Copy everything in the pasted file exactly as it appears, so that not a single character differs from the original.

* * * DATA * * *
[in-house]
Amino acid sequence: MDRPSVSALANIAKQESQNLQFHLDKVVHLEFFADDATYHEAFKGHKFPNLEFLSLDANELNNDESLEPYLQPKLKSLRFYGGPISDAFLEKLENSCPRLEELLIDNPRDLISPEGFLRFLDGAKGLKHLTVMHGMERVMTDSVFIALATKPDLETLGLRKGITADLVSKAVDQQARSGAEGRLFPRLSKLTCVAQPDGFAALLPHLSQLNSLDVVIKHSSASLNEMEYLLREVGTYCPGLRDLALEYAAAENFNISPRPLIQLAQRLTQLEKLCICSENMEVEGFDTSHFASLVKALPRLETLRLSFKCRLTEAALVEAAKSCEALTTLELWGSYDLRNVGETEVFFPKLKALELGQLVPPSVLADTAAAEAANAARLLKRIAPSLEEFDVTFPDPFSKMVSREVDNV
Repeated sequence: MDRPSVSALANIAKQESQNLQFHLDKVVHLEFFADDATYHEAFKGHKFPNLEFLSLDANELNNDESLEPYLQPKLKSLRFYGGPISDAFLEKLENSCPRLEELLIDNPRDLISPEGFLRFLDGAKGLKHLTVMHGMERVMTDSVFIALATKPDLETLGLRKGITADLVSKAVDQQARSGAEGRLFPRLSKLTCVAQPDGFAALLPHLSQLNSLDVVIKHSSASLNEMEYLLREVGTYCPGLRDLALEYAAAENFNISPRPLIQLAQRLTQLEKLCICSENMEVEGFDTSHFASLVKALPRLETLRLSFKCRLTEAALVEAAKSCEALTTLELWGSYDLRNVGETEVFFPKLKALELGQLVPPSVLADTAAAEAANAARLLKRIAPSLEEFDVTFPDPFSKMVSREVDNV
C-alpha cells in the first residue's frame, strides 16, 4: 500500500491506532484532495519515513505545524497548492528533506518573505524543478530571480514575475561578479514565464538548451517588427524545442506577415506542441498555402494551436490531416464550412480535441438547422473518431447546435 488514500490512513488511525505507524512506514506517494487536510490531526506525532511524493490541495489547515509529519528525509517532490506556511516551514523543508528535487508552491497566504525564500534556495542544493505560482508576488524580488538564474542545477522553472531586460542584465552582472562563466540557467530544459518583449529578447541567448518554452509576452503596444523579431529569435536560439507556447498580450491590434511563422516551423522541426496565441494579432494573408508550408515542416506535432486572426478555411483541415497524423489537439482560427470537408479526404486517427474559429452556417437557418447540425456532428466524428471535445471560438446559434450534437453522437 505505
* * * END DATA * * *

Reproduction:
[in-house]
Amino acid sequence: MDRPSVSALANIAKQESQNLQFHLDKVVHLEFFADDATYHEAFKGHKFPNLEFLSLDANELNNDESLEPYLQPKLKSLRFYGGPISDAFLEKLENSCPRLEELLIDNPRDLISPEGFLRFLDGAKGLKHLTVMHGMERVMTDSVFIALATKPDLETLGLRKGITADLVSKAVDQQARSGAEGRLFPRLSKLTCVAQPDGFAALLPHLSQLNSLDVVIKHSSASLNEMEYLLREVGTYCPGLRDLALEYAAAENFNISPRPLIQLAQRLTQLEKLCICSENMEVEGFDTSHFASLVKALPRLETLRLSFKCRLTEAALVEAAKSCEALTTLELWGSYDLRNVGETEVFFPKLKALELGQLVPPSVLADTAAAEAANAARLLKRIAPSLEEFDVTFPDPFSKMVSREVDNV
Repeated sequence: MDRPSVSALANIAKQESQNLQFHLDKVVHLEFFADDATYHEAFKGHKFPNLEFLSLDANELNNDESLEPYLQPKLKSLRFYGGPISDAFLEKLENSCPRLEELLIDNPRDLISPEGFLRFLDGAKGLKHLTVMHGMERVMTDSVFIALATKPDLETLGLRKGITADLVSKAVDQQARSGAEGRLFPRLSKLTCVAQPDGFAALLPHLSQLNSLDVVIKHSSASLNEMEYLLREVGTYCPGLRDLALEYAAAENFNISPRPLIQLAQRLTQLEKLCICSENMEVEGFDTSHFASLVKALPRLETLRLSFKCRLTEAALVEAAKSCEALTTLELWGSYDLRNVGETEVFFPKLKALELGQLVPPSVLADTAAAEAANAARLLKRIAPSLEEFDVTFPDPFSKMVSREVDNV
C-alpha cells in the first residue's frame, strides 16, 4: 500500500491506532484532495519515513505545524497548492528533506518573505524543478530571480514575475561578479514565464538548451517588427524545442506577415506542441498555402494551436490531416464550412480535441438547422473518431447546435 488514500490512513488511525505507524512506514506517494487536510490531526506525532511524493490541495489547515509529519528525509517532490506556511516551514523543508528535487508552491497566504525564500534556495542544493505560482508576488524580488538564474542545477522553472531586460542584465552582472562563466540557467530544459518583449529578447541567448518554452509576452503596444523579431529569435536560439507556447498580450491590434511563422516551423522541426496565441494579432494573408508550408515542416506535432486572426478555411483541415497524423489537439482560427470537408479526404486517427474559429452556417437557418447540425456532428466524428471535445471560438446559434450534437453522437 505505